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Old November 21, 2012, 10:52 PM   #86
SHR970
Senior Member
 
Join Date: January 24, 2011
Posts: 546
Alright Klawman... it seems even when I agree with you I am writing nonsense. Where do you believe that I am spouting total garbage?

How about your own contradictions?

Quote:
At 10 yards, which is a long shot for HD but that was the question, I expect a similar size pattern for a 12 or .410 short barrel open cyllinder. The .410 000 3" magnum has 5 pieces of shot. The 12 #4 3" has 41. Both are Remmi express.

With the pattern of each centered 8" to the left of center, I believe you are likely to get 29 hits with #4 and 12 misses. With the 5 pieces of 000 in the .410, you may only get 3 or 4 hits.
This suggests that you haven't patterned either load. If so then this is just conjecture on your part

Quote:
Notice my question asked about to the right or left of center. If you off to one side, you are likely to place much of the pattern over the heart and may put some pellets into the left ventricle and the apex, which likelihood increases if you have more pellets. The heart doesn't lay that deep and there is little or no need to penetrate more than a few inches. The other side is a different matter. Still, with 8 times as many bits of shot, the #4 is more likely to place more lead nearer to center mass.
I don't disagree with this if nominally off center; however a 16" pattern at 10 yards with #4 buck (which is needed to hit the heart if 8" off center which you called out) also means you are going to have some pellets miss that target if you are at all off center translating into the possibility of collateral damage.

Quote:
Regardless, the focus of the question was which is most likely and not if either was likely to stop a BG. I submit the 12 loaded with #4 is the most likely.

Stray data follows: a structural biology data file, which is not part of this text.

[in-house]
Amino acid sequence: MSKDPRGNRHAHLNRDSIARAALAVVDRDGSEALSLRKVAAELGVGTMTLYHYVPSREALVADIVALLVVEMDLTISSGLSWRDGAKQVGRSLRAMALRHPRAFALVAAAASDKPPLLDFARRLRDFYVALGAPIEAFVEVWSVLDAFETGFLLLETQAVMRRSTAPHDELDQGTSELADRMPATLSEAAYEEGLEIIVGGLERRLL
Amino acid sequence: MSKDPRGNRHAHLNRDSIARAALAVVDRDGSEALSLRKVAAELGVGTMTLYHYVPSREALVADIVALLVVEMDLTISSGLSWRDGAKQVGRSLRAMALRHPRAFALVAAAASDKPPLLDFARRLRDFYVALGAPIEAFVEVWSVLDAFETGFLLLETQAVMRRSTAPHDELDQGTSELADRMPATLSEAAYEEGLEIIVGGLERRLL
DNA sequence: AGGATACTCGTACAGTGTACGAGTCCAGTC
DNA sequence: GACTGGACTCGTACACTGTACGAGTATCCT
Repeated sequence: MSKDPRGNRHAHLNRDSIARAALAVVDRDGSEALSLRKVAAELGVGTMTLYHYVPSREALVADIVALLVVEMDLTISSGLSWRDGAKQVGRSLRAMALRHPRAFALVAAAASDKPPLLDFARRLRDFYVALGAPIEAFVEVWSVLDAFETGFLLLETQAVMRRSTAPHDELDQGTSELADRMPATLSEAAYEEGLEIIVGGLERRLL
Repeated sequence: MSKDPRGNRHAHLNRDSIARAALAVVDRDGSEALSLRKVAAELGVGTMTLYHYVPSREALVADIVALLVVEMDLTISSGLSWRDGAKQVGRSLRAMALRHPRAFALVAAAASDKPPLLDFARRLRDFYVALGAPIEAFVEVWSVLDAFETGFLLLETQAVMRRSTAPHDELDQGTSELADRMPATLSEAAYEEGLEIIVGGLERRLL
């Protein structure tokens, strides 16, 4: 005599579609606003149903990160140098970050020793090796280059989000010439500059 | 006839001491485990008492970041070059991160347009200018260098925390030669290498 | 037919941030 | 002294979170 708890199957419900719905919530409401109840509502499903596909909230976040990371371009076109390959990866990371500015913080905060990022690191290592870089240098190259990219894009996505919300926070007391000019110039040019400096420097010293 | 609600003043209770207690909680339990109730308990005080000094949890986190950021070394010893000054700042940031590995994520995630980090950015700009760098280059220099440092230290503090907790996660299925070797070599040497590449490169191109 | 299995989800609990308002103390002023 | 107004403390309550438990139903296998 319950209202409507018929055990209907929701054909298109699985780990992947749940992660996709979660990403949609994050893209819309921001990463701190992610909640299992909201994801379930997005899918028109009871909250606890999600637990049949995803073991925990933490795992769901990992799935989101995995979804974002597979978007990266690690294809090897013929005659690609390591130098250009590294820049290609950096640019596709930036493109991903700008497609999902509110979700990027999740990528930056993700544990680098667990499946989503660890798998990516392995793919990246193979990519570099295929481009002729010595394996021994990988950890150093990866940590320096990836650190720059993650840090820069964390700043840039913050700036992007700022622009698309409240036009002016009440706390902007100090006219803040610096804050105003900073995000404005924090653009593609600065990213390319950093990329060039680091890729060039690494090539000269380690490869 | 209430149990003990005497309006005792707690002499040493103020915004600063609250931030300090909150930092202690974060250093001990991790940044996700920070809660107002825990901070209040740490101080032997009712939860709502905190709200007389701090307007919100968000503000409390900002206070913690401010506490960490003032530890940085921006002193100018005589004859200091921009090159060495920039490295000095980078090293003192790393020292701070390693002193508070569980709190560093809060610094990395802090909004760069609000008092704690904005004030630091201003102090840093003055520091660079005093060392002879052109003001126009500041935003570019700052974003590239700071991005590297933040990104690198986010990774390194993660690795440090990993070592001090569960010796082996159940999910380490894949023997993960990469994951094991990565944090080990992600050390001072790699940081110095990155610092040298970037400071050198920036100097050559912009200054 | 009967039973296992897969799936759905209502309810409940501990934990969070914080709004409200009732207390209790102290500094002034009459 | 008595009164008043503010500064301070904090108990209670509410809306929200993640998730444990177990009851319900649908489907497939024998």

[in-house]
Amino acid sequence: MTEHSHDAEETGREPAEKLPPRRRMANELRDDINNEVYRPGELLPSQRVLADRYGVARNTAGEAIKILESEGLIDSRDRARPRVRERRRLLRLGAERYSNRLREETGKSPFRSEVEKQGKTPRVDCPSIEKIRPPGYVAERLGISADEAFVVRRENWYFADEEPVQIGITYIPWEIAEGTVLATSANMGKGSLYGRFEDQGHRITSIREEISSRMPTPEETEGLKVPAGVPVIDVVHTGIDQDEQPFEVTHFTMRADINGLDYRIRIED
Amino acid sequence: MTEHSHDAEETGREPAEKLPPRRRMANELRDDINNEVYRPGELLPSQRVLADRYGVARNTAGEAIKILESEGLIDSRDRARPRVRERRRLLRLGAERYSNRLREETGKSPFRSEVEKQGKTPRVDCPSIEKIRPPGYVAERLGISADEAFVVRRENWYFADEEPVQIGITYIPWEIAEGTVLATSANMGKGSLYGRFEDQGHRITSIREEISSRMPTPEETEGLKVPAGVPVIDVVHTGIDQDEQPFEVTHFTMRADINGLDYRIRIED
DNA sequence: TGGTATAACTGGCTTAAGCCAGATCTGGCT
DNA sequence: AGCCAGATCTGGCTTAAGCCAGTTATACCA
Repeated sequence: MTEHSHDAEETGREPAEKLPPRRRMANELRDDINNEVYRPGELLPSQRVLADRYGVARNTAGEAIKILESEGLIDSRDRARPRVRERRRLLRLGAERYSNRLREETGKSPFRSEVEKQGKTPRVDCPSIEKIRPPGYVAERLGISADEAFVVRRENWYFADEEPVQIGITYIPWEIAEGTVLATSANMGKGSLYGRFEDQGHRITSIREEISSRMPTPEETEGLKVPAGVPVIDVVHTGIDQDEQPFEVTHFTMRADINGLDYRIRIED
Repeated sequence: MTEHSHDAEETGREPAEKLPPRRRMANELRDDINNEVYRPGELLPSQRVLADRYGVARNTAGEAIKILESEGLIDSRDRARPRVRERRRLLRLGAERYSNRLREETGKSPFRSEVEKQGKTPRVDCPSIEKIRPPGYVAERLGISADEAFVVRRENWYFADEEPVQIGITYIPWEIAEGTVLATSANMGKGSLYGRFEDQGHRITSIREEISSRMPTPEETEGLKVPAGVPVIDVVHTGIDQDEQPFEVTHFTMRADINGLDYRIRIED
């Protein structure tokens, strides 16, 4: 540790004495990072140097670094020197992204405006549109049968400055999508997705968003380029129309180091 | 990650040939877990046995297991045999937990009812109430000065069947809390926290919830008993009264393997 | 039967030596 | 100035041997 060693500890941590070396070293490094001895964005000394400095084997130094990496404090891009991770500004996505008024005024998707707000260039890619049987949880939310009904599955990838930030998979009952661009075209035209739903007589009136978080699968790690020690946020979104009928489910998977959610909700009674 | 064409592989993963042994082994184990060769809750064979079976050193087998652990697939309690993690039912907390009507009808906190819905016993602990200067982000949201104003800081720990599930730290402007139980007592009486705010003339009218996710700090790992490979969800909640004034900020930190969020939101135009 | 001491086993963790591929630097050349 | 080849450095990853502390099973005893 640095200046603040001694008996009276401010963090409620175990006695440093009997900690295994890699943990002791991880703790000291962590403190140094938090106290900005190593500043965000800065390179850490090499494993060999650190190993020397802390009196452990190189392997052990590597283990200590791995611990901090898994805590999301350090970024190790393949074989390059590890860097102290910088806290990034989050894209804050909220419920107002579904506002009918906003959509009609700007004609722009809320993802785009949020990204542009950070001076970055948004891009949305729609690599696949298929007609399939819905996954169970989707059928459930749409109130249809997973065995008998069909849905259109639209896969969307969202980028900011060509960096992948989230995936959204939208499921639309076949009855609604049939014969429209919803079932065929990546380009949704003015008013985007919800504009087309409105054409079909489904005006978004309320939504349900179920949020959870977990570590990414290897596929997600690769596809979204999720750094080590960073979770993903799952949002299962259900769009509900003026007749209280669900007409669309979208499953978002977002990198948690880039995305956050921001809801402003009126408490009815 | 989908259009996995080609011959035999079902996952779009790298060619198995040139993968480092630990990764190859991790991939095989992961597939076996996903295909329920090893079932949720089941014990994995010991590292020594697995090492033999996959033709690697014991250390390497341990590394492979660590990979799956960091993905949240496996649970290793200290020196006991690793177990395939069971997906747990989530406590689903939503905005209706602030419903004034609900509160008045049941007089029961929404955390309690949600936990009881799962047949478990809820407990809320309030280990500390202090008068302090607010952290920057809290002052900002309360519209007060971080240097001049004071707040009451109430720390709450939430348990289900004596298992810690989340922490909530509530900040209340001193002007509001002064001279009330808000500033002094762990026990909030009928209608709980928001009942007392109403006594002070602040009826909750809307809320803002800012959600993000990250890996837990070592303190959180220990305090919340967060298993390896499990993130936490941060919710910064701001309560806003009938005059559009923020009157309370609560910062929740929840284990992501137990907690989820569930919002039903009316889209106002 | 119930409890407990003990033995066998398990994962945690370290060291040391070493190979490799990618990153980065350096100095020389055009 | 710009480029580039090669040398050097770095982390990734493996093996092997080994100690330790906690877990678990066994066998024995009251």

Not part of the OP and a red herring, a CoM shot with either are 99% likely to do the job.

Quote:
I also asked about risks of collateral damage. No one addressed the issue since they know it is much greater from 000 that #4 due to the fact that the 000 given the same velocity much more likely to penetrate walls and even the BG and hit innocents.
12 misses of #4 Buck (an optimistic number since 8" off center is a miss on the average male for a frontal shot which means half of your pattern misses) vis a vis 5 pellets of 000Buck slowed down in the target means that you have 7 more chances of hitting an unintended target by your own numbers and more than likely 15.

Post #35
Quote:
Now I have to get some sleep as I am taking my 5'3" daughter to the range to shoot my 12 gauge 870 (for which I have prepared some 7/8 ounce loads).
Now you are gaming the loads to try to fit your arguement. A 3" #4 41 pellet buck load kicks a heck of a lot more than a 3" 410 load out of any combination of shoulder fired weapons. If you want to game the loads, then I will game the practice. I have a Stoger coach 12 gauge (IC & Mod) and a Rossi single 410 (Mod). I would like to see how many 3" shells you are willing to fire out of both. Would you be willing to let your daughter fire a 3" load from the Stoger? Both have the original hard plastic butt pad. I'll bet that you don't go too many shots with the 12 gauge. Like guns with like loads worst case scenario. Practice was a consideration in the OP

You also asked in post #64
Quote:
Laslty, given the same loads as above, which is more likely to put an instant stop the threat if your hit is 8" to left or right of center at a distance of 10 yards?
My answer was neither due to fringe hit / B zone at best. You'll get some pellets in the lung but that doesn't translate to an INSTANT STOP.

But in post #73 you stated
Quote:
At 10 yards, which is a long shot for HD but that was the question, I expect a similar size pattern for a 12 or .410 short barrel open cyllinder. The .410 000 3" magnum has 5 pieces of shot. The 12 #4 3" has 41. Both are Remmi express.
Which suggests that you haven't patterned one or both.

Post #30
Quote:
One has a physical handicap for decades and having shot the .410 for decades is very good with it. While he regularly shoots trap in the low 90's, if he could shoot a 20 or a 12 I have not doubt he would be in the very high 90's.
And shooting a clay pigeon in trap is a heck of a lot harder than hitting a human at household distances.

So please tell us where have I been wrong in posts 17, 37, 51, 67, or 79? These are all of the posts where I have answered.

Last edited by SHR970; November 21, 2012 at 11:12 PM.
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